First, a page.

Endoplasmic reticulum stress inhibition limits the progression of chronic kidney disease in the Dahl salt-sensitive rat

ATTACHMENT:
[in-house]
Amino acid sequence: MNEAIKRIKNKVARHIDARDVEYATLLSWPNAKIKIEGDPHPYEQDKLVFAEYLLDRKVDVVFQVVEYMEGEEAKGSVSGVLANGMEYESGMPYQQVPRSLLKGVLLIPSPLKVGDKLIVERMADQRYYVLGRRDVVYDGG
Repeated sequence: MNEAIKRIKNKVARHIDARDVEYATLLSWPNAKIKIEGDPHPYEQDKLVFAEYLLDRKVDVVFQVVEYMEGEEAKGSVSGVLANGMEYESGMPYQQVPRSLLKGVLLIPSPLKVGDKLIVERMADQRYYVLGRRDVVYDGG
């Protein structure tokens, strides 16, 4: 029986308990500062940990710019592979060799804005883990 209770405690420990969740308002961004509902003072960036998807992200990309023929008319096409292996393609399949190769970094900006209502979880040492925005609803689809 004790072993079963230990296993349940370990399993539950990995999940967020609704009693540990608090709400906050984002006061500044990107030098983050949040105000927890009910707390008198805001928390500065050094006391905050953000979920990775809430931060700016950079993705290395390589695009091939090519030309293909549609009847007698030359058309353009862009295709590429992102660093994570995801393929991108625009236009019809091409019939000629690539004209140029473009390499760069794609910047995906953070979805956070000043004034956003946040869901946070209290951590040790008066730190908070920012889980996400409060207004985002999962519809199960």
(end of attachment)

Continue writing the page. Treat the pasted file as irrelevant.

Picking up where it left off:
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Proteinuria is one of the primary risk factors for the progression of chronic kidney disease (CKD) and has been implicated in the induction of endoplasmic reticulum (ER) stress. We hypothesized that the suppression of ER stress with a low molecular weight chemical chaperone, 4-phenylbutyric acid (4-PBA), would reduce the severity of CKD and proteinuria in the Dahl salt-sensitive (SS) hypertensive rat. To induce hypertension and CKD, 12-wk-old male rats were placed on a high-salt (HS) diet for 4 wk with or without 4-PBA treatment. We assessed blood pressure and markers of CKD, including proteinuria, albuminuria, and renal pathology. Furthermore, we determined if HS feeding resulted in an impaired myogenic response, subsequent to ER stress. 4-PBA treatment reduced salt-induced hypertension, proteinuria, and albuminuria and preserved myogenic constriction. Furthermore, renal pathology was reduced with 4-PBA treatment, as indicated by lowered expression of profibrotic markers and fewer intratubular protein casts. In addition, ER stress in the glomerulus was reduced, and the integrity of the glomerular filtration barrier was preserved. These results suggest that 4-PBA treatment protects against proteinuria in the SS rat by preserving the myogenic response and by preventing ER stress, which led to a breakdown in the glomerular filtration barrier. As such, alleviating ER stress serves as a viable therapeutic strategy to preserve kidney function and to delay the progression of CKD in the animal model under study.
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